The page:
The CD&A must describe (i) the objectives of the company’s compensation programs, (ii) what each compensation program is designed to reward and not reward, (iii) each element of compensation, (iv) why the company chooses to pay each element, (v) how the company determines the amount to pay (and, where applicable, the formula) for each element and (vi) how each compensation element and the company’s decisions regarding that element fit into the registrant’s overall compensation objectives and affect decisions regarding other elements. Depending upon the facts and circumstances, the company is expected to disclose specific information which the proposal suggests may include, in a given case, the following:
A. Allocation between different types of compensation including (i) allocation between cash and non-cash compensation, (ii) allocation between long-term and currently paid out compensation and (iii) as to long-term compensation, the basis for allocating compensation between different forms of award.
B. Explanation as to how and when different forms of compensation are determined and the policies for implementation including (i) how the determination is made as to when equity-based awards are granted, (ii) what specific items of corporate performance are taken into account in setting pay policies and making pay decisions, (iii) what specific aspects of individual performance of named executive officers are taken into account in determining their compensation and (iv) what criteria are considered on decisions to increase or decrease compensation materially.
C. Other factors suggested by the SEC for disclosure in the CD&A include (i) how prior awards, such as previously awarded stock options, are taken into account in setting the current levels of compensation, (ii) the impact of tax and accounting treatments of a particular form of compensation, (iii) the company’s equity ownership requirements or guidelines for executive officers and company policies regarding hedging the economic risk of such ownership, (iv) if compensation is determined by reference to a peer group, the identification of that peer group, including the component companies and (v) the role of executive officers in determining execution compensation. 5
Undoubtedly, a great deal of effort will be required of companies to acquaint themselves with the proposed new rules. Certainly, for a while, a new “cottage industry” will be created for consultants and other advisers to compensation committees. In this connection, the proposed rules require identification of any consultant engaged directly by the compensation committee.
The proposed regulations contain numerous requests for comments, set forth throughout the text of the discussion preceding the proposed regulations. In the announcement accompanying the proposed rules, the SEC invites comments to be received on or before April 10, 2006.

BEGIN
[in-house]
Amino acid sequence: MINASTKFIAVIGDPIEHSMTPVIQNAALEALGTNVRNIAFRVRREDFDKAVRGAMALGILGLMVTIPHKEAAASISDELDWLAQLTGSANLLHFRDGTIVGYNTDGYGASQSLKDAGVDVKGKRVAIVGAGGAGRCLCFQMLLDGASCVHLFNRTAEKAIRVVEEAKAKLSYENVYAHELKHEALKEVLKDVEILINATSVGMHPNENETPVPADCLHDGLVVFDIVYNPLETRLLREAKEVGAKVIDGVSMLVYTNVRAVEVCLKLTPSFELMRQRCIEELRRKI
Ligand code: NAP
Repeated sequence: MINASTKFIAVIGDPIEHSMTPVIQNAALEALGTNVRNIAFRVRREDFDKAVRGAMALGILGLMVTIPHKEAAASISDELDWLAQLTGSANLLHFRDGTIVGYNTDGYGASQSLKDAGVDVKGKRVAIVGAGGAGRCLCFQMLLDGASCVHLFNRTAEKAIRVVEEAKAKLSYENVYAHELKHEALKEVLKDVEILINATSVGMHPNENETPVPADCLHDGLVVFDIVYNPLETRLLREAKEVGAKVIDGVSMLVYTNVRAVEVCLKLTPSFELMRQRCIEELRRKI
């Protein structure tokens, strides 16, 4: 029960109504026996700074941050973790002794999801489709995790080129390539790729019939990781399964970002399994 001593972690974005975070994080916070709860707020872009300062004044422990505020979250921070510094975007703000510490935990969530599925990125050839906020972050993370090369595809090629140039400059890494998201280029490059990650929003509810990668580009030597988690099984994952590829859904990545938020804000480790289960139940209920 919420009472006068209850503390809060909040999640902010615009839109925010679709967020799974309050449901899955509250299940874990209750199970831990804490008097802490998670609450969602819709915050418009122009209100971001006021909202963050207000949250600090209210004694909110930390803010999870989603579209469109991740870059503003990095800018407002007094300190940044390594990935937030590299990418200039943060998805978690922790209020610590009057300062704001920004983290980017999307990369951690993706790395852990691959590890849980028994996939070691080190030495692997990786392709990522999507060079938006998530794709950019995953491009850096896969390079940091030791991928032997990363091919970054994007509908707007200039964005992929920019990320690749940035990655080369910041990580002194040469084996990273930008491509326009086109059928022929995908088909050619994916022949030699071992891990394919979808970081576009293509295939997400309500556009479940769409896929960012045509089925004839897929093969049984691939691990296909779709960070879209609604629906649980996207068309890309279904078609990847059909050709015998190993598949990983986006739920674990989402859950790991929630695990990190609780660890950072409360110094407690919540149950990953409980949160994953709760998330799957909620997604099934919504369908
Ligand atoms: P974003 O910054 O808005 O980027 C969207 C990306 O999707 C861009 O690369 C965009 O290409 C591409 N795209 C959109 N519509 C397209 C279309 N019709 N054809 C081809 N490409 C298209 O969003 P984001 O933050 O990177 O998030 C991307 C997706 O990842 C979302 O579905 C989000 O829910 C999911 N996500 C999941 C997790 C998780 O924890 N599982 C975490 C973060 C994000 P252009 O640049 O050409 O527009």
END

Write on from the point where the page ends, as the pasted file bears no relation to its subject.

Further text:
Joseph E. Bachelder III is a partner in the Law Offices of Joseph E. Bachelder.
1. This item in the “All Other Compensation” column does not refer to “aggregate amounts potentially payable in the future” that may be associated with a future severance or a change in control (which may never occur). (See �II.B.1.d.iv, footnote 118 of the discussion accompanying the proposed rules.) Presumably, what the SEC intends to require in the All Other Compensation column in this regard are amounts being paid out or that are fixed by the end of the year being reported. Payments or benefits that may be received pursuant to an event in the future, such as parachute payments, are to be reported in another section of the proxy statement, not in the All Other Compensation column (See Item 402(k) of the proposed rules for discussion of such potential payments).
2. Distinction should be made between an employment agreement, on the one hand, and a severance or change in control agreement or arrangement, on the other hand. As noted in footnote 1, under the proposed rules, agreements providing for possible future payments, such as pursuant to a possible termination of employment or change in control, will appear in another part of the proxy statement, presumably after the tables dealing with pensions and other forms of deferred compensation.
3. Current rules require that the company make a “statement as to the basis upon which benefits are computed.” The proposed rules would require more complete disclosure of the assumptions, actuarial and financial, used in the determination of the pension values.
4. In 1995 the SEC proposed a separate table reporting director compensation. This proposal was not adopted.
5. The CD&A goes into much greater detail than the current Compensation Committee Report. As provided in Item 402(k) of the current rules, the Compensation Committee Report requires (i) the disclosure of the compensation committee’s compensation policies applicable to executive officers including the specific relationship of corporate performance to compensation reported for the last fiscal year and (ii) the committee’s bases for the CEO’s compensation for the last fiscal year, including a specific discussion of the relationship of the CEO’s compensation to the company’s performance. Item 402(k) also requires that the Compensation Committee Report be made over the name of each member of the Compensation Committee.